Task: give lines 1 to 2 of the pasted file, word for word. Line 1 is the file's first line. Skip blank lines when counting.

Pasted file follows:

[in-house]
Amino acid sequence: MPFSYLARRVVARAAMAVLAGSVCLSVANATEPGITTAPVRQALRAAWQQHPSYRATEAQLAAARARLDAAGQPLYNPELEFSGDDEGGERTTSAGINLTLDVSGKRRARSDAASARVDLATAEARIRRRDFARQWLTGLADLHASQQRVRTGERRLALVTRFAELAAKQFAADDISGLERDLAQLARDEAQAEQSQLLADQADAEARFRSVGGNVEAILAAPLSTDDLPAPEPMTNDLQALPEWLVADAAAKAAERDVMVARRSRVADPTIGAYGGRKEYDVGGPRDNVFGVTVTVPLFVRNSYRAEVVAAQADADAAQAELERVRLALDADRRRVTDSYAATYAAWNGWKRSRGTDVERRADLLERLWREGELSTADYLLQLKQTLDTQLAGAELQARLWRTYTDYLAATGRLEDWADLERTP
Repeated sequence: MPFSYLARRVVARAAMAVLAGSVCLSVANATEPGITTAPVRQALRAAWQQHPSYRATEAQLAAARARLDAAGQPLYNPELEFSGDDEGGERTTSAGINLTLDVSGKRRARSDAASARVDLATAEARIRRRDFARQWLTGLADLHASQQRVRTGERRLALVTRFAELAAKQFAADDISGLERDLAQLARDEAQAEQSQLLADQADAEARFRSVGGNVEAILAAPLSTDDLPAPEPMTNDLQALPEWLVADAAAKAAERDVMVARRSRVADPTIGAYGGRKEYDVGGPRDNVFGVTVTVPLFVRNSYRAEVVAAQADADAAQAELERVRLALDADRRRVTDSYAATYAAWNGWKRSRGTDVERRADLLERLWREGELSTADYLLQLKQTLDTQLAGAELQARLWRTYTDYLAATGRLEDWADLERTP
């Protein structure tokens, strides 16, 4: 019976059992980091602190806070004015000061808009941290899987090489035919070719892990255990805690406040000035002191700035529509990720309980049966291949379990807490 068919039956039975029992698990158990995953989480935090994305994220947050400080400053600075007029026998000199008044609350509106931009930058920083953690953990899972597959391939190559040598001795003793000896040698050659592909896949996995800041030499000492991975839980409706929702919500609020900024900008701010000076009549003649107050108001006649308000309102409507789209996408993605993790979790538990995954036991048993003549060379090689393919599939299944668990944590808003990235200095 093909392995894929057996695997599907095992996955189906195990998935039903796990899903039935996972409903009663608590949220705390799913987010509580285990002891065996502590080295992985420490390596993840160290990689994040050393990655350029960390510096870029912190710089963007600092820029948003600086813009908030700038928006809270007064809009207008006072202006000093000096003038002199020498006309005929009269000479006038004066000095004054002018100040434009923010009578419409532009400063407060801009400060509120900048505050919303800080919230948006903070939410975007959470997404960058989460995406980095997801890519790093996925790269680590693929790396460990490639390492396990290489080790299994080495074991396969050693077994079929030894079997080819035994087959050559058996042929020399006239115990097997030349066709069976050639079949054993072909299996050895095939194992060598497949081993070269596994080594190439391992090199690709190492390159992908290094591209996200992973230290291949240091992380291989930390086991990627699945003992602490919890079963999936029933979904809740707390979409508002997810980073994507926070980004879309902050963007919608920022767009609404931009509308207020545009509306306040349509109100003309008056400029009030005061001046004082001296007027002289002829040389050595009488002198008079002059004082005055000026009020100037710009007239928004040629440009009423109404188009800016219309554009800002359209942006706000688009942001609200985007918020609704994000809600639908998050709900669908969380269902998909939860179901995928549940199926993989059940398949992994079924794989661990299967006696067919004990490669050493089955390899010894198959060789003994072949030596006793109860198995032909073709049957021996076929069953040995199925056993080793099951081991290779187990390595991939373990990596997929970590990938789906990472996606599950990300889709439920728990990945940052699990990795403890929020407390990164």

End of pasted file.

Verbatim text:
[in-house]
Amino acid sequence: MPFSYLARRVVARAAMAVLAGSVCLSVANATEPGITTAPVRQALRAAWQQHPSYRATEAQLAAARARLDAAGQPLYNPELEFSGDDEGGERTTSAGINLTLDVSGKRRARSDAASARVDLATAEARIRRRDFARQWLTGLADLHASQQRVRTGERRLALVTRFAELAAKQFAADDISGLERDLAQLARDEAQAEQSQLLADQADAEARFRSVGGNVEAILAAPLSTDDLPAPEPMTNDLQALPEWLVADAAAKAAERDVMVARRSRVADPTIGAYGGRKEYDVGGPRDNVFGVTVTVPLFVRNSYRAEVVAAQADADAAQAELERVRLALDADRRRVTDSYAATYAAWNGWKRSRGTDVERRADLLERLWREGELSTADYLLQLKQTLDTQLAGAELQARLWRTYTDYLAATGRLEDWADLERTP